Does Good always have to be virtuous? Can it (good) stoop to the level of Evil perpetrating unflinching violence in order to vanquish the former? Is it ever right to take the law into your own hands when the law fails to deliver justice? This is the over-riding theme of the Marvel Comic Book classic, The Punisher, a variation of a tale first told in the pages of a 1974 Spider-Man comic, wherein The Punisher a.k.a. Frank Castle was introduced as a villain; a New York City detective who is gunned down with his wife and children during a picnic in Central Park.
Then Stan Lee the legionary mentor of Marvel Comics changed his mind and a year later, decided to give him a sympathetic back-story making him a marketable, franchise-able hero; a hero without superpowers, one of few in the Marvel stable of heroes. He relies instead on his military training, street smarts, and thirst to rid the streets of New York of evil, as his weapons; not to mention a large variety of weaponry. Fast forward to today and the story shifts to Tampa(?) Florida, out hero(?), is now an ex-counterterrorism operative, turned undercover FBI agent.
Directed and co-written by Jonathan Hensleigh (Con Air, Armageddon, Gone in 60 Seconds) with additional scripting duties by Michael France, The Punisher is the story of how a man who played within the law became a vigilante, and avenging angel, with a big skull on his chest.
Frank Castle portrayed by relative newcomer Thomas Jane (The Sweetest Thing, Dreamcatcher) is an undercover FBI agent in Tampa, Florida who, when the movie opens, is about to retire and spend more time with his family. On his last case however, a sting to purchase a shipment of illegal firearms goes south and the FBI ends up shooting the son of local crime lord Howard Saint portrayed by gusto by John Travolta (Perfect, Pulp Fiction, White Mans Burden).
Saint of course wants revenge on the person responsible for his son's death, so he and his wife portrayed by former Miss USA Laura Elena Harring (Exit to Eden, Mulholland Drive, John Q) orders the extermination of Castle's entire familyand I do mean his entire family while they are gathered for a family reunion in Puerto Rico. His mother, his fatherportrayed by Roy Scheider (Jaws, Still of the Night, The Russia House) his wifeportrayed by Samantha Mathis (Little Women, The American President, American Psyco), his son, his uncles, etc. The hitmen are successful, but Castle remarkably survives, even after a gunshot to the chest. Now he is very angry and he wants revenge. In his mind, Frank Castle is dead; he has becomes The Punisher, complete with arsenal of nasty weapons to carry out his plan of very bloody revenge.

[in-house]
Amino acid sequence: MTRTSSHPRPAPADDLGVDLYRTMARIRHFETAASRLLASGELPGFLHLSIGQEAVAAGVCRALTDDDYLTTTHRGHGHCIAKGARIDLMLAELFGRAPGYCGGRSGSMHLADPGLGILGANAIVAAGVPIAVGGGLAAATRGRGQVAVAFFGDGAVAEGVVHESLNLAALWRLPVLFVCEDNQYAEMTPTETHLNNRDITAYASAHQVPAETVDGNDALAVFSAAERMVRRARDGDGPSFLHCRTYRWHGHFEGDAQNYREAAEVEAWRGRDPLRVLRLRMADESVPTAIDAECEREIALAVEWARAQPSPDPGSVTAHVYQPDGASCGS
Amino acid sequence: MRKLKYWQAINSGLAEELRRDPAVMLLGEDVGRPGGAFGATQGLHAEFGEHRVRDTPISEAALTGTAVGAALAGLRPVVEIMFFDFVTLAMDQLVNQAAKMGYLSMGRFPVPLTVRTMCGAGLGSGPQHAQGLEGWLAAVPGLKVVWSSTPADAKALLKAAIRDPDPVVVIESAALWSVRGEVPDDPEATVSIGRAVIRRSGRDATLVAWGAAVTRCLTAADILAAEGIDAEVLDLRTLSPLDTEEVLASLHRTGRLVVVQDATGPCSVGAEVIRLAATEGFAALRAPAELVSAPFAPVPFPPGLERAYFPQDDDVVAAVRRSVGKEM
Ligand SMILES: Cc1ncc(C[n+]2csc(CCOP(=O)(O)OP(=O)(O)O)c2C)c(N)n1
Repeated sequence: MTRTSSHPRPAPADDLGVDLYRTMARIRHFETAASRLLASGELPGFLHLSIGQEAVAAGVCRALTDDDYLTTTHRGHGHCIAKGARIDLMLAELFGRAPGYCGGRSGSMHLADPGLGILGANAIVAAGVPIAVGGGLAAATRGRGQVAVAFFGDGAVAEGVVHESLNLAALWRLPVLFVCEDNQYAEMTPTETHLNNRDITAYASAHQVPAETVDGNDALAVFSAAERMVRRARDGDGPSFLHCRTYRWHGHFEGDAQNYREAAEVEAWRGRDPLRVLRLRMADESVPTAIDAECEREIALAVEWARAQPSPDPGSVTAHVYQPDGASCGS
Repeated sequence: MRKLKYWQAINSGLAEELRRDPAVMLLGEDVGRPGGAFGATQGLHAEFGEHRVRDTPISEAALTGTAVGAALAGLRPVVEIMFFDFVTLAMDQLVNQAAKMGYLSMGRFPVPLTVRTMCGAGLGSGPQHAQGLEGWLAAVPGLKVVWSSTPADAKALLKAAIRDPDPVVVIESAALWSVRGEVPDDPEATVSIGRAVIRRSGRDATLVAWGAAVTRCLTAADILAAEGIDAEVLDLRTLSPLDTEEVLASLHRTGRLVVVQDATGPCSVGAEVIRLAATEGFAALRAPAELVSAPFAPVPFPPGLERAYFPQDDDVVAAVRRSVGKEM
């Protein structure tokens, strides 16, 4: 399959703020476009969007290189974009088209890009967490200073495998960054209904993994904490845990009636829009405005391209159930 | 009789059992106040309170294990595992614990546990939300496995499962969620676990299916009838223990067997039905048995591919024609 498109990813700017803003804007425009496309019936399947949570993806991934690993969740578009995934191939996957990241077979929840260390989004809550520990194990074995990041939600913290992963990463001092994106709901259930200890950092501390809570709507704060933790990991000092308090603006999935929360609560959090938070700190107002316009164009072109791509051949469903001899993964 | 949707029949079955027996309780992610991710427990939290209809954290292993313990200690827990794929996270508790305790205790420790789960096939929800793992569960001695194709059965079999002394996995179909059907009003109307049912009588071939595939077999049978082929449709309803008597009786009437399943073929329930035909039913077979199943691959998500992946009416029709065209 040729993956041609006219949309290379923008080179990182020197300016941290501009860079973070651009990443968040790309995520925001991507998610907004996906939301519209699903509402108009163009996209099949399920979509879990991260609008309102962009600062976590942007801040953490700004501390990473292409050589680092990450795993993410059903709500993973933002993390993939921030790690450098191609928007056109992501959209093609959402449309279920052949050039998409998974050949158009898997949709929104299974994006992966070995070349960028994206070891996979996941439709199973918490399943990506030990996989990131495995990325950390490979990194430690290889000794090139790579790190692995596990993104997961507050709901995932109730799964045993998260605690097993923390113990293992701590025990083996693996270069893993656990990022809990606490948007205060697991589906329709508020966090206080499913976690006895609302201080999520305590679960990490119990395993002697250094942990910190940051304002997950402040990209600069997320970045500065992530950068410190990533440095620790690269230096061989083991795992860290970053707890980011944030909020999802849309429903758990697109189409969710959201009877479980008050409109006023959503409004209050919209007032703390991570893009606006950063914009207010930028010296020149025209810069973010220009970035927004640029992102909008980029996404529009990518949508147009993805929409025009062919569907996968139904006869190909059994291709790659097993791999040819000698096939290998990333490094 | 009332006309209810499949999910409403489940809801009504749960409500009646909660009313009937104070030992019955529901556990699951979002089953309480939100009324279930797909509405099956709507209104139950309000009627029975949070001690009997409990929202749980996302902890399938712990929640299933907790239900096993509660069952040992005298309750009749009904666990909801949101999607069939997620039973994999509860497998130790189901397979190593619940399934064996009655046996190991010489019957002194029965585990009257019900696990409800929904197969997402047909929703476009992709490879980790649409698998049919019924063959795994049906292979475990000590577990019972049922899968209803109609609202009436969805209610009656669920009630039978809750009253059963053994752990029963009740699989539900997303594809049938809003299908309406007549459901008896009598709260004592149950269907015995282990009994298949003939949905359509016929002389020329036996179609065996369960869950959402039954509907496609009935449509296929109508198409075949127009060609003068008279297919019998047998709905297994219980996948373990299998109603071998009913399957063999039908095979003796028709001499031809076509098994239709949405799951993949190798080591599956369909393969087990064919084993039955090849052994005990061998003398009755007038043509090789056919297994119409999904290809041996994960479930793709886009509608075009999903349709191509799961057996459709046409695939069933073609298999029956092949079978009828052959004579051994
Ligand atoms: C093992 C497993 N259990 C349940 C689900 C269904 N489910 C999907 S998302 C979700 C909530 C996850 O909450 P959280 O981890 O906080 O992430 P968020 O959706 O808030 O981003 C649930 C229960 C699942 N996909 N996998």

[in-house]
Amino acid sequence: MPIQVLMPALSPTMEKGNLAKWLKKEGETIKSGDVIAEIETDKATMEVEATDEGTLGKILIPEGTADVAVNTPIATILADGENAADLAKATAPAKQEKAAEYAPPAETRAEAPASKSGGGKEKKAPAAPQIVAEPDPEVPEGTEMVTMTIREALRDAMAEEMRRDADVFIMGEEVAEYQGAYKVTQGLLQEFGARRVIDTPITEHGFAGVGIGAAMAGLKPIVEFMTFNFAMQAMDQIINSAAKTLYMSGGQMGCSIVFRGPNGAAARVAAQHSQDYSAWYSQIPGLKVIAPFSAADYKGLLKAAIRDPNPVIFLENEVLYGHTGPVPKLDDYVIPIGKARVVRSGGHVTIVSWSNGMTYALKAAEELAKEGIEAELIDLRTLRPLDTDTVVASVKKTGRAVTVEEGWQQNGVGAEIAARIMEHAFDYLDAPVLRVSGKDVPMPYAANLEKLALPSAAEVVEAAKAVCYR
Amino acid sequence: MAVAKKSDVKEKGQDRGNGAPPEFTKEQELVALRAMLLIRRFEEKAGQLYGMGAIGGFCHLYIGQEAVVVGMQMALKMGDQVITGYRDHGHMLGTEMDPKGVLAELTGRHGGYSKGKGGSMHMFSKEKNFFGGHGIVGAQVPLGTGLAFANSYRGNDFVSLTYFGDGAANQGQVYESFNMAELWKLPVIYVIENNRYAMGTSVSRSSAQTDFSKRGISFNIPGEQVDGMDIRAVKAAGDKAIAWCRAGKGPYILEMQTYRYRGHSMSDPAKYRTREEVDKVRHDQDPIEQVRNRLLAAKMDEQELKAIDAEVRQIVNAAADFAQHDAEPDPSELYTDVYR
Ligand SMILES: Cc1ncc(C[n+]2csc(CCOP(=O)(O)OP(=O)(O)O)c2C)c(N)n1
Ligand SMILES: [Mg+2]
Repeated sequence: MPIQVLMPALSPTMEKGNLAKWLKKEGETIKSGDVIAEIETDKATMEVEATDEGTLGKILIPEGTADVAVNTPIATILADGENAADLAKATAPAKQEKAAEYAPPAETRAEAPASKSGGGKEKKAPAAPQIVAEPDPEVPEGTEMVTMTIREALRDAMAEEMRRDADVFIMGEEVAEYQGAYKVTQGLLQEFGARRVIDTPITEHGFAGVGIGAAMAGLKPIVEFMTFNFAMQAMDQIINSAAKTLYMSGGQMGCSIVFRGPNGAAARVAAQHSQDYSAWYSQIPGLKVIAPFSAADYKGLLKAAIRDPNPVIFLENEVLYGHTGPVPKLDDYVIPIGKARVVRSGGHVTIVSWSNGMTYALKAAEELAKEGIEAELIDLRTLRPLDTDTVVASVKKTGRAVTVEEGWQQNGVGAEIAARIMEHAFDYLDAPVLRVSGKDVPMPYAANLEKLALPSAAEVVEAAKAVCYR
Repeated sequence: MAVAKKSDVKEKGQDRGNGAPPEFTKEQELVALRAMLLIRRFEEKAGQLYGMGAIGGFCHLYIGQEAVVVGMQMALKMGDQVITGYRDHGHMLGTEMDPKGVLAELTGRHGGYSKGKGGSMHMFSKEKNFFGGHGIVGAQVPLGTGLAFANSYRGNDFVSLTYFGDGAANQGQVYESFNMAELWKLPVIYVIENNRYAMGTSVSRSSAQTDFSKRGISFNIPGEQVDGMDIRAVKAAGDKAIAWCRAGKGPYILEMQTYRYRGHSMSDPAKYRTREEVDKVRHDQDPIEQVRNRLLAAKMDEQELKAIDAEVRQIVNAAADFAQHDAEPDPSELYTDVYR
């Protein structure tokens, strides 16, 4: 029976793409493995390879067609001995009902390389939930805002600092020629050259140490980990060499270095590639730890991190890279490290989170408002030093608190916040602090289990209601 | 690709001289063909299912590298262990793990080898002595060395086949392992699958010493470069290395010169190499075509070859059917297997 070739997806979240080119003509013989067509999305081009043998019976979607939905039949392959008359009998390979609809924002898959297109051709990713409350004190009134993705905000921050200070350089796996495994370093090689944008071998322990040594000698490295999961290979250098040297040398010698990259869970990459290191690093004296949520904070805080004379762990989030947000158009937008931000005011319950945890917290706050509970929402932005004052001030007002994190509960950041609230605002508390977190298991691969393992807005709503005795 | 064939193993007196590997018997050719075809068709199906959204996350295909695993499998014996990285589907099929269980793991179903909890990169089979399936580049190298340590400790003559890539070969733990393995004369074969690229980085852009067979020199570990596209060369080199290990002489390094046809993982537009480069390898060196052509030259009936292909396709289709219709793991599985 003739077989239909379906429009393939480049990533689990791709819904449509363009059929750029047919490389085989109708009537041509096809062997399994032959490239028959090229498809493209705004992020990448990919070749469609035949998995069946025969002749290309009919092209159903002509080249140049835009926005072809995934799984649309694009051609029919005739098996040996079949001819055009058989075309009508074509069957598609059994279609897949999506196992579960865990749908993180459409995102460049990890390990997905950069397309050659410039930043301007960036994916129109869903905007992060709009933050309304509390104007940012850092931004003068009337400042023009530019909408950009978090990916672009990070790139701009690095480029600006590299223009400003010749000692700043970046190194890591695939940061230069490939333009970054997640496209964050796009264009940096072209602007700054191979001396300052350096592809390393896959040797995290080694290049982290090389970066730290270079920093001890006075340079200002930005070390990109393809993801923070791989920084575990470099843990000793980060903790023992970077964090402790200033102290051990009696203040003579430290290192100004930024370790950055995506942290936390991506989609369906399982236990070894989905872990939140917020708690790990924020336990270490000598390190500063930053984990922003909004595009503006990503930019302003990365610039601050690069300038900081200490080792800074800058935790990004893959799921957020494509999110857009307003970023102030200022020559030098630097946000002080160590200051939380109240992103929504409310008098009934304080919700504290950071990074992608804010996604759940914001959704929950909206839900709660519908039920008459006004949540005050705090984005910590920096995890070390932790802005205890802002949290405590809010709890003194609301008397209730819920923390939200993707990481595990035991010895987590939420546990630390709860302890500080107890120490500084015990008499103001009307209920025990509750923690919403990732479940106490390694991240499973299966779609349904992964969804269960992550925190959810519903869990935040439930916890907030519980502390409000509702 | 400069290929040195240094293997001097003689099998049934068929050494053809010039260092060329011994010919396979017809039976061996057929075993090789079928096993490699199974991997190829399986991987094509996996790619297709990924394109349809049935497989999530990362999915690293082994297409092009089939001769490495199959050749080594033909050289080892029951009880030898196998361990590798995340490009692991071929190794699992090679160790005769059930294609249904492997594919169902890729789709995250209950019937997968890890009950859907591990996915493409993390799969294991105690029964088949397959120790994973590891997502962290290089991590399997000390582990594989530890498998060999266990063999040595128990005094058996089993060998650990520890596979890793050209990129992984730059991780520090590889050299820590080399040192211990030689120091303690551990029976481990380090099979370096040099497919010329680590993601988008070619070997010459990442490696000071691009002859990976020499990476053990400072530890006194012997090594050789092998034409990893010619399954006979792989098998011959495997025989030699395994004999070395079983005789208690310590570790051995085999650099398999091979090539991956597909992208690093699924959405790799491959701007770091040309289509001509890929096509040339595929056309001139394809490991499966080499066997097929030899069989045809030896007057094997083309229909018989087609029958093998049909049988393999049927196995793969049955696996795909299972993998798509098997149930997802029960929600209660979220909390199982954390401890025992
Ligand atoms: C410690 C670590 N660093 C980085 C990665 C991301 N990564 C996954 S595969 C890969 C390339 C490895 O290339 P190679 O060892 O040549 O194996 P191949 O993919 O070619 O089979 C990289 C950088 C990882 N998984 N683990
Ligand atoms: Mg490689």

I am not sure what to think of this one. On one hand I do enjoy the theme: good verse evil, and in the end evil looses. But the strings of the story are thin, and the holes in the plot are far too large to make the move truly enjoyable. For instance how does a man who gets shot point plank in the chest live to breathe another breath let alone become an avenger? And after making no attempt to hide his true identity why didnt Saint immediately seek to dispatch Castle? And then there is the violence; the squeamish need not apply. Some may complain that The Punisher is overly violent, but anyone familiar with the comic book version would not voice such a concern. Marvel comics are frequently violent affairs and The Punisher came of age in the amoral 1980s when taking the law into ones own hands by larger then life quasi-heros was in vogue.
The Punisher is not an actors film, there are no great speeches, no grant moments to be etched in history, carnage is the speaker, and revenge the voice. Janes portrayal of the vengeful Punisher is almost nondescript; indeed any number of men could have donned the skull and the results would have been the same. Jane doe not inhabit the role, does not make it his own. And in fairness to him, he was given very little to work with.
Travolta portrayal of Saint is no better. He is yet again playing another slimy caricature; indeed he seems to prefer portraying the evil cult of personality type; they type audience's love to hate. And he has the habit of portraying each part with the same slimy zeal. Poor Laura Elena Harring is given little to do except look sexy; her character has no depth, and one has to wonder why she has not done better for herself since her breakout role in Mulholland Falls along side Naomi Watts.
Other forgettable parts: Will Patton (Desperately Seeking Susan, Inventing the Abbots, Armageddon) is once more cast in the role of the gay villain (Saints right hand man) who's forced to come out of the closet just so someone can kill him; Rebecca Romijn (X-Men, Femme Fatal, X2) portrays the ubiquitous woman who saves the hero from himself caricature. The portrayal left little to be desired.
In the final analysis, The Punisher is a movie for a rainy night, a snowy afternoon without the kids, and evening in with the boys. As far as my opening question is concerned; hat is one youll have to answer for yourself, after seeing the movie of course.
Viewing Format: DVD
Video Occasion: Good for a Rainy Day
Suitability For Children: Not suitable for Children of any age
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